One particular application of CFM is robot-assisted 3D ultrasound scanning system. In this system, a linear ultrasound probe generating 2D images scanned over the target tissue to reconstruct a 3D image of a large part of the body by combining the 2D image sequences. This is especially used for abdominal and breast scanning where detail 3D ultrasound could provide greater detail of the anatomy and more realistic view of entire organs which leads slice-by-slice evaluation for detecting cancer tissues. The challenge here is to provide perpendicular, constant and stable contact between the ultrasound probe and the human body during scanning of the soft tissue to ensure image quality without making the patient uncomfortable. General approach to perform the automated scanning is using complex robotic arms together with cumbersome tracking and control mechanisms to maintain the alignment and contact force of the probe on the skin. A monolithically fabricated, light-weighted and cost-effective constant force CFM based robot end-effector would be significantly valuable for these applications to simplify the control mechanism with self-adjusted contact angle due to its nature using less number of sensors.
Katherine White, Ph.D., Assistant Professor, Department of Psychological Science
College of Humanities and Social Sciences
Reducing the Intergroup Sensitivity Effect (ISE) Among Racial Groups and Impacts on Behavioral Intentions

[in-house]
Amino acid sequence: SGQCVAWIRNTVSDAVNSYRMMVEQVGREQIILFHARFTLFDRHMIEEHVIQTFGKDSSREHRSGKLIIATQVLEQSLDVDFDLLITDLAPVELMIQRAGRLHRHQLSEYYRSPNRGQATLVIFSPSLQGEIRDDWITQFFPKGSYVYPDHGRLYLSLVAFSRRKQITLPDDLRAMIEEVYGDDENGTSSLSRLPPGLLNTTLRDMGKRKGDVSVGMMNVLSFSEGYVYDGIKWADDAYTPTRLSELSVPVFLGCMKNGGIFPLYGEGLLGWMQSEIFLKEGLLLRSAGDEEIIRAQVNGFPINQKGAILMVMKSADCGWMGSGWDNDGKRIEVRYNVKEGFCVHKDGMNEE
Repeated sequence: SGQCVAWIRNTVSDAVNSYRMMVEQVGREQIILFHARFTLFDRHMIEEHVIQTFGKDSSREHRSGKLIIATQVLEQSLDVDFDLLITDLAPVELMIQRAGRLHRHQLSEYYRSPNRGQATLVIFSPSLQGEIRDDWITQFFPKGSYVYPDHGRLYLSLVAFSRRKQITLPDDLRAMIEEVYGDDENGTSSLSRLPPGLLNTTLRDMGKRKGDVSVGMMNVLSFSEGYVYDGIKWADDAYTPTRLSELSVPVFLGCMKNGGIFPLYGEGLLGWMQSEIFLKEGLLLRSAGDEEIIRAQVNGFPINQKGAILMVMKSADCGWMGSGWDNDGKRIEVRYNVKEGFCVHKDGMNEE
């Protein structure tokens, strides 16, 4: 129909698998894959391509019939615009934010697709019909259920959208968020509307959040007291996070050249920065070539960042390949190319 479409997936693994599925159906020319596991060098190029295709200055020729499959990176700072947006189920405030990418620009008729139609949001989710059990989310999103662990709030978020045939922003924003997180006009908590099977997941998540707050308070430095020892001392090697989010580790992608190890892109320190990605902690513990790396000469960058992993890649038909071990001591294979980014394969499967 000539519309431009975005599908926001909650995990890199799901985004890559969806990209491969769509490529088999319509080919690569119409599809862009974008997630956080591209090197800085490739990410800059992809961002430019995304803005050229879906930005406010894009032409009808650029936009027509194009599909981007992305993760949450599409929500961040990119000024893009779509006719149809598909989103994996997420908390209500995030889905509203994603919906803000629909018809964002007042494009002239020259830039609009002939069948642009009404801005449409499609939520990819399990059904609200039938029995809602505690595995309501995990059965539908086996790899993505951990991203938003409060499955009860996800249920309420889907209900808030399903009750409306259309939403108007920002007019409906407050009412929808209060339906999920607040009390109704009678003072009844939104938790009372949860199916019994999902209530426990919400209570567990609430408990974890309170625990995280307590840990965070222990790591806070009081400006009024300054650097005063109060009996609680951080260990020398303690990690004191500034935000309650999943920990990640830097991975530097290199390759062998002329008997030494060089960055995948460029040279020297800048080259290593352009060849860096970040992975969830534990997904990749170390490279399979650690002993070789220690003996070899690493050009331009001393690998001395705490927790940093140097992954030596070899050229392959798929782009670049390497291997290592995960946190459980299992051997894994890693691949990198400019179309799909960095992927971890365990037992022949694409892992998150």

Working with undergraduate students on research is more than adding bullets to their CVs – it is about developing skills that will serve them well regardless of the career path they choose. The proposed research would involve four undergraduate psychology majors in multiple phases of scientific research – IRB submission, data collection, data analysis, conference presentations, and manuscript preparation. The topic of this research is the intergroup sensitivity effect (ISE). The ISE refers to the tendency for people to respond more negatively when their group is criticized by someone outside their group (outgroup member) versus someone who belongs to the group (ingroup member). The ISE has been observed for nationality, religious, and professional groups, and manifests in both individualistic and collectivistic cultures. Our lab recently replicated the ISE among racial groups, and we are currently extending this research to examine, 1) the impact of outgroup criticism on intentions to engage in corrective action, and 2) the relative effectiveness of different techniques for reducing the ISE. By the end of this semester, we will complete data collection from a college student sample, but funds are needed to collect data from a representative community sample. Funds are also requested to cover students’ expenses to present at a psychology research conference. From this experience, students will improve their abilities to locate/critique high-quality information, make ethical decisions, coordinate data collection, use the SPSS software package, draw meaningful conclusions from research results, and communicate arguments both orally and in writing.